John Oliver interviewed this amazing human at one point in time and I watched both parts this morning and this is part of my excitement.

This weekend, EG and I met up with a girl whose initials are IY and I will use those initials because it might stand for I & You, even though it doesn’t, though that’s pretty close to you and me which we were talking about earlier. We met up at a coffee shop over near Bloomsbury. It didn’t have a bathroom. It did have some lovely peppermint tea and a coat rack on which to hang our heavy, London in December coats. While we were there, one of the baristas looked at EG’s sketchbook and made happy noises. The three of us talked about our books and our futures, which is a way of saying we talked about the things we were hoping to invent, things that none of us could see, but we were happy to imagine how we might pull them out of the air and make them real and read by others. I have been working on my book for a while, and not saying much to EG about it, keeping all the excitement to myself, putting it on the page, and it was nice to take this get-together as an excuse to talk a bit about it and listen to their thoughts and this is part of my excitement, too. I don’t have a link to this excitement, though. Not yet. Just wait. You’ll read it one day.

The sun’s already setting. It’s a London in December sun. It rises late and goes to bed early. December 21st is coming up, though. Almost to the mid-point, the solstice, halfway out of the dark.

Happy invention, readers.

ttfn.

thanks

Hello, readers.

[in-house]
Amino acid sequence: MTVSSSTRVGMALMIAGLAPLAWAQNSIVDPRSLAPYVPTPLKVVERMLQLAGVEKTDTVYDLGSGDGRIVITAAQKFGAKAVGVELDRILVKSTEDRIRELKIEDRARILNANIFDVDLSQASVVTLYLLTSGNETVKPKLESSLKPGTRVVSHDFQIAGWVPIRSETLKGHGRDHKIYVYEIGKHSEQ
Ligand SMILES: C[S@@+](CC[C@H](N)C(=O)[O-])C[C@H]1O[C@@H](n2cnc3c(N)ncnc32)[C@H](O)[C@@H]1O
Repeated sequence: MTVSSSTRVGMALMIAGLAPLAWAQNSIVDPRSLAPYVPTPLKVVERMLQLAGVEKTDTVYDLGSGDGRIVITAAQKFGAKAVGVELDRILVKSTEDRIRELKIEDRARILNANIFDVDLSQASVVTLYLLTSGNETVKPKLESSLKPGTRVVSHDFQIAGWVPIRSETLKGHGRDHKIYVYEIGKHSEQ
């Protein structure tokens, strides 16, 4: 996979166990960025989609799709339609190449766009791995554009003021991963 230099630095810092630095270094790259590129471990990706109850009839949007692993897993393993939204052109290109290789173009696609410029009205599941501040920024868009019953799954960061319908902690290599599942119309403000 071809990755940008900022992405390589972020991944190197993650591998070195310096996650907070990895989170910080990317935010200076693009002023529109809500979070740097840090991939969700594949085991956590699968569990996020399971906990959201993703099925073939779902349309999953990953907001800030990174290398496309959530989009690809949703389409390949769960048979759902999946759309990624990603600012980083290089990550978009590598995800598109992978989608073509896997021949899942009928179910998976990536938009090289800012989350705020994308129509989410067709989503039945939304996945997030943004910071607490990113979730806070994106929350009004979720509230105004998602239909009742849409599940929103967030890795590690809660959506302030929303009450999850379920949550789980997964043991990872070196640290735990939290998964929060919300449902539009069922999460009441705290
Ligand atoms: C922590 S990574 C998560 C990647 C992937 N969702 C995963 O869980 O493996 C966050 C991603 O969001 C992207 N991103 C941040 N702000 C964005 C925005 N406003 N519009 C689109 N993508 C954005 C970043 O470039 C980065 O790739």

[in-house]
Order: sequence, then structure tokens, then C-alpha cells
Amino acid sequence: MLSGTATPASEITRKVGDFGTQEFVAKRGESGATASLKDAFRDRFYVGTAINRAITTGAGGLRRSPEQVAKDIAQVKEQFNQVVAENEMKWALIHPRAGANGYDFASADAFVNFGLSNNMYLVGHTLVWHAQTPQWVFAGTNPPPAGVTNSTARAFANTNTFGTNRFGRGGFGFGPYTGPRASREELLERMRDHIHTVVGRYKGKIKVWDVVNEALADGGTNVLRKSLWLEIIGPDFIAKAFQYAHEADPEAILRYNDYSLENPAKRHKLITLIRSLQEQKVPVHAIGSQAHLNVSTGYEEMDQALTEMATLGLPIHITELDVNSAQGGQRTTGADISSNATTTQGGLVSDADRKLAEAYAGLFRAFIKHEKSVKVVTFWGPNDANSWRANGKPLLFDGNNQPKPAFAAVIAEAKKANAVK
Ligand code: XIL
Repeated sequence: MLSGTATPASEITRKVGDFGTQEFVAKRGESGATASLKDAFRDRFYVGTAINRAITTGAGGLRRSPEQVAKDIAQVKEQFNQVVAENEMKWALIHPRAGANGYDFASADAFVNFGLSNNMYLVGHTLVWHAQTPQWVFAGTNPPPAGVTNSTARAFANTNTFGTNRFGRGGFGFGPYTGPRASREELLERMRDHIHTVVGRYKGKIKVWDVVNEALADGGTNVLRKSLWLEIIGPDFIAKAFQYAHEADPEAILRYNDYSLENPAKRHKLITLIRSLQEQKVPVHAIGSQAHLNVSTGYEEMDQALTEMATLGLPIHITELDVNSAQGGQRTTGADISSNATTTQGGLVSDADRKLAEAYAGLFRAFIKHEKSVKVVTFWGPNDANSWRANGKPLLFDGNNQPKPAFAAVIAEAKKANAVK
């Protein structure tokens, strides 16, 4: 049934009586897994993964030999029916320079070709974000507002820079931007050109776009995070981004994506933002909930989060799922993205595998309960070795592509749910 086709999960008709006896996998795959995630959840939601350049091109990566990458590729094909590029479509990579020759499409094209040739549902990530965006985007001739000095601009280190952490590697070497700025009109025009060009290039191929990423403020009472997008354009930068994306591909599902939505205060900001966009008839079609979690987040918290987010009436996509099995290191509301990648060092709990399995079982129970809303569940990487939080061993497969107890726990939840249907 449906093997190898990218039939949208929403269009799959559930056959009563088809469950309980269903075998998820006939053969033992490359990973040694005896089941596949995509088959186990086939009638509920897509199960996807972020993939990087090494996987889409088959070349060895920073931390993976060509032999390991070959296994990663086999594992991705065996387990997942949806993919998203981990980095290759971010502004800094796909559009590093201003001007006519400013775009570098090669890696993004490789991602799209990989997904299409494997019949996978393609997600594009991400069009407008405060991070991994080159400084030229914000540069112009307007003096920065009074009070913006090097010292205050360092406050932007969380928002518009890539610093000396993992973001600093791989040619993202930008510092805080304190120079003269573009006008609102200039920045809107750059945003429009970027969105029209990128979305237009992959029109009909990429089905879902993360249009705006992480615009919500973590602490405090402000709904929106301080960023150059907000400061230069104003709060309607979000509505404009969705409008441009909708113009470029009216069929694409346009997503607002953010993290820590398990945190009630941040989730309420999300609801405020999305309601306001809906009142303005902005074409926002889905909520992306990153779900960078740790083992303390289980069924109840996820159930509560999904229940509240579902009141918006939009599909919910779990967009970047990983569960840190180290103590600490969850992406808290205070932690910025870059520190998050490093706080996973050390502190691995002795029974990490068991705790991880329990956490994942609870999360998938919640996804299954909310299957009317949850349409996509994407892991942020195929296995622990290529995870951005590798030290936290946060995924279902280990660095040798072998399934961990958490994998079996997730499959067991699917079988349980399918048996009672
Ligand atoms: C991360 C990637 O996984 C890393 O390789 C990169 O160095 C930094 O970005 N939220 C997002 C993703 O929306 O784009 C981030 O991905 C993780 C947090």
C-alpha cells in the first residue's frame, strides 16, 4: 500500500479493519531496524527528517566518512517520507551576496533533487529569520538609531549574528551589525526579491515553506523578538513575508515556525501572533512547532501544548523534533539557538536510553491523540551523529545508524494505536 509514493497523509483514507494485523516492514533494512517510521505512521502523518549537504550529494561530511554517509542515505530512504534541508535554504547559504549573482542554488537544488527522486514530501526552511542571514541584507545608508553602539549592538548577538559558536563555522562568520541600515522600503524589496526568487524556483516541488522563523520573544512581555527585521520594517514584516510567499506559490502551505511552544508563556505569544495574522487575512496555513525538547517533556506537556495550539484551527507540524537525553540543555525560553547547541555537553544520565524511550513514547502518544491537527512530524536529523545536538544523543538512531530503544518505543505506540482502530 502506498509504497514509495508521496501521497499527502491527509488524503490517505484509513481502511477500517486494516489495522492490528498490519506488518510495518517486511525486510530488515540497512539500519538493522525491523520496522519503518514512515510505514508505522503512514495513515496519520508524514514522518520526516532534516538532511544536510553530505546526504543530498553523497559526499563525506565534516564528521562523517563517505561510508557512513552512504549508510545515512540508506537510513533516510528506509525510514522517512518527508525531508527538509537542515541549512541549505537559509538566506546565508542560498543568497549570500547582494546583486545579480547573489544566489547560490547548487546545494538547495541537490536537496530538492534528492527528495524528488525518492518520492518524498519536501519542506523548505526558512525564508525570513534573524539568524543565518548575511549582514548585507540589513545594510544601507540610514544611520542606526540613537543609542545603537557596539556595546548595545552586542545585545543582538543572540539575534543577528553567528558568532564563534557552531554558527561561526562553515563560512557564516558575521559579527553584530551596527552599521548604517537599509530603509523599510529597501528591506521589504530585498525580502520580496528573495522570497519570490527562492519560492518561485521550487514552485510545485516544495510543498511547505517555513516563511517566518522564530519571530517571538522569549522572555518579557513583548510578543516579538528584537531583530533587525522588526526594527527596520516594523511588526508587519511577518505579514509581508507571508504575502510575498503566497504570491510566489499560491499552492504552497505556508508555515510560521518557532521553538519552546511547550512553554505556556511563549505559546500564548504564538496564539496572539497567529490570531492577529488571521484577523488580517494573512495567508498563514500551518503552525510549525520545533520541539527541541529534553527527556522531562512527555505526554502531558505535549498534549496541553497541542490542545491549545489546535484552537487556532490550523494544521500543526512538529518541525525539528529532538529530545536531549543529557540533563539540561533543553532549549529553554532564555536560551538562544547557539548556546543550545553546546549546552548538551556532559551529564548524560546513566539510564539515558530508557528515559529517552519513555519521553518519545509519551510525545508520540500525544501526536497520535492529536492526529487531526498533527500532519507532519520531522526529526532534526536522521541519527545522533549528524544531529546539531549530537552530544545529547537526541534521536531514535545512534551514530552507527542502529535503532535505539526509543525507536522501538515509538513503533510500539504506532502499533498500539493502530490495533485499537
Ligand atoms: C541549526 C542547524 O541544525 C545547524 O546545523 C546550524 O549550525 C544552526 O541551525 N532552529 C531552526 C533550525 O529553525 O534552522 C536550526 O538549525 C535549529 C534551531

I wrote a thing about Nick Drake for the folks over at And now we rise. It came about after listening, and tweeting about, the 99% Invisible episode about him, Three Records from Sundown. Here’s the beginning of that thing I wrote:

Under the television, behind a couple of cabinet doors, she kept her collection of CDs, a myriad of albums, artists, and mixes. For a time, after she left, she left that collection behind. I guess I knew one day she would come back for it, and she did, but in between when she first left, and when she came and collected everything, I listened, I swallowed, I absorbed, I pushed that music deep, deep down into my soul, holding on to what we had and what I knew we had lost. Among those CDs–so many of them just CD-R’s with the name of an album, artist, or mix written in black marker–were Weezer, Neutral Milk Hotel, Badly Drawn Boy, Lou Reed, Tom Waits, Leonard Cohen, and one mix called “The Frantic Panic Mechanics.” The music blurred into a soundtrack for that moment. One of those CDs had a name written on it I had never seen before.

Nick Drake.

Head over to And now we rise to read the rest. Music is the best time machine. Well. Except for a delorean.

Also. It’s Thanksgiving in the U.S.

So, remember, if you make a bear, undo it, whether you meant to make a bear or not.

Also, also. Someone quoted this passage from To Kill a Mockingbird the other day. It seemed right.

“Atticus–” said Jem bleakly.
He turned in the doorway. “What, son?”
“How could they do it, how could they?”
“I don’t know, but they did it. They’ve done it before and they did it tonight and they’ll do it again and when they do it — seems that only children weep.”

To Kill A Mockingbird by Harper Lee (published in 1960 – based in 1936)

Happy today, readers. Be awesome. Be worthy of thanks.

Thank you.

ttfn.